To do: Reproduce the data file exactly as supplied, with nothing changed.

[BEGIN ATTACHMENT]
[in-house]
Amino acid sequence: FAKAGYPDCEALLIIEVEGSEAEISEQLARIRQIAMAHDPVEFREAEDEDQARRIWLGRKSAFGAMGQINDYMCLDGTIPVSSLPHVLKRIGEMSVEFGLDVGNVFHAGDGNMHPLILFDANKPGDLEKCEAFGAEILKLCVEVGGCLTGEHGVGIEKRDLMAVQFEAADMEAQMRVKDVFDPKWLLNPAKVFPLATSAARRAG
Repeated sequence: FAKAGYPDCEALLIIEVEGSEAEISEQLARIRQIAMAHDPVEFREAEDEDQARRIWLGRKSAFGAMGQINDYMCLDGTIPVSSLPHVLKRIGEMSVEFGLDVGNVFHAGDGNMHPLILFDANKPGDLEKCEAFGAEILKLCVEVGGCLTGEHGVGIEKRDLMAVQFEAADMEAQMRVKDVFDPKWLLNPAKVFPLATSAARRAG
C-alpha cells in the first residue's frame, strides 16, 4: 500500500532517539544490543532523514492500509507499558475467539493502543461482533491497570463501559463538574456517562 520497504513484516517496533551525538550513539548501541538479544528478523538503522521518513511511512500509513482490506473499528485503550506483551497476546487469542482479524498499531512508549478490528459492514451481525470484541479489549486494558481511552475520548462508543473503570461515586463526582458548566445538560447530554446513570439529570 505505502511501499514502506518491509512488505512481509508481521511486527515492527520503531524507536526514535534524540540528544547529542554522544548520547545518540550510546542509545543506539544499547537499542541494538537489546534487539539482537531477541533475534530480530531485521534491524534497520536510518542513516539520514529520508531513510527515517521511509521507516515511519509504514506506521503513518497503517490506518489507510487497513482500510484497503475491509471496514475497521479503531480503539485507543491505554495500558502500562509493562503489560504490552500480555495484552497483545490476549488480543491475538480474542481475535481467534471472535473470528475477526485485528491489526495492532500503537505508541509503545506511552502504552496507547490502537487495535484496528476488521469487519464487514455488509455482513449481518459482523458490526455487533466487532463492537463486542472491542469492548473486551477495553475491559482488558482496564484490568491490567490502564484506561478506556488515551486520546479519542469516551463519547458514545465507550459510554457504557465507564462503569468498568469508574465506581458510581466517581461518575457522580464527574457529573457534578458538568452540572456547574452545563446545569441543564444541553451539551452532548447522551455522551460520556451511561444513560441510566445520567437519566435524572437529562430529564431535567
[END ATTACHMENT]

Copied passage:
[in-house]
Amino acid sequence: FAKAGYPDCEALLIIEVEGSEAEISEQLARIRQIAMAHDPVEFREAEDEDQARRIWLGRKSAFGAMGQINDYMCLDGTIPVSSLPHVLKRIGEMSVEFGLDVGNVFHAGDGNMHPLILFDANKPGDLEKCEAFGAEILKLCVEVGGCLTGEHGVGIEKRDLMAVQFEAADMEAQMRVKDVFDPKWLLNPAKVFPLATSAARRAG
Repeated sequence: FAKAGYPDCEALLIIEVEGSEAEISEQLARIRQIAMAHDPVEFREAEDEDQARRIWLGRKSAFGAMGQINDYMCLDGTIPVSSLPHVLKRIGEMSVEFGLDVGNVFHAGDGNMHPLILFDANKPGDLEKCEAFGAEILKLCVEVGGCLTGEHGVGIEKRDLMAVQFEAADMEAQMRVKDVFDPKWLLNPAKVFPLATSAARRAG
C-alpha cells in the first residue's frame, strides 16, 4: 500500500532517539544490543532523514492500509507499558475467539493502543461482533491497570463501559463538574456517562 520497504513484516517496533551525538550513539548501541538479544528478523538503522521518513511511512500509513482490506473499528485503550506483551497476546487469542482479524498499531512508549478490528459492514451481525470484541479489549486494558481511552475520548462508543473503570461515586463526582458548566445538560447530554446513570439529570 505505502511501499514502506518491509512488505512481509508481521511486527515492527520503531524507536526514535534524540540528544547529542554522544548520547545518540550510546542509545543506539544499547537499542541494538537489546534487539539482537531477541533475534530480530531485521534491524534497520536510518542513516539520514529520508531513510527515517521511509521507516515511519509504514506506521503513518497503517490506518489507510487497513482500510484497503475491509471496514475497521479503531480503539485507543491505554495500558502500562509493562503489560504490552500480555495484552497483545490476549488480543491475538480474542481475535481467534471472535473470528475477526485485528491489526495492532500503537505508541509503545506511552502504552496507547490502537487495535484496528476488521469487519464487514455488509455482513449481518459482523458490526455487533466487532463492537463486542472491542469492548473486551477495553475491559482488558482496564484490568491490567490502564484506561478506556488515551486520546479519542469516551463519547458514545465507550459510554457504557465507564462503569468498568469508574465506581458510581466517581461518575457522580464527574457529573457534578458538568452540572456547574452545563446545569441543564444541553451539551452532548447522551455522551460520556451511561444513560441510566445520567437519566435524572437529562430529564431535567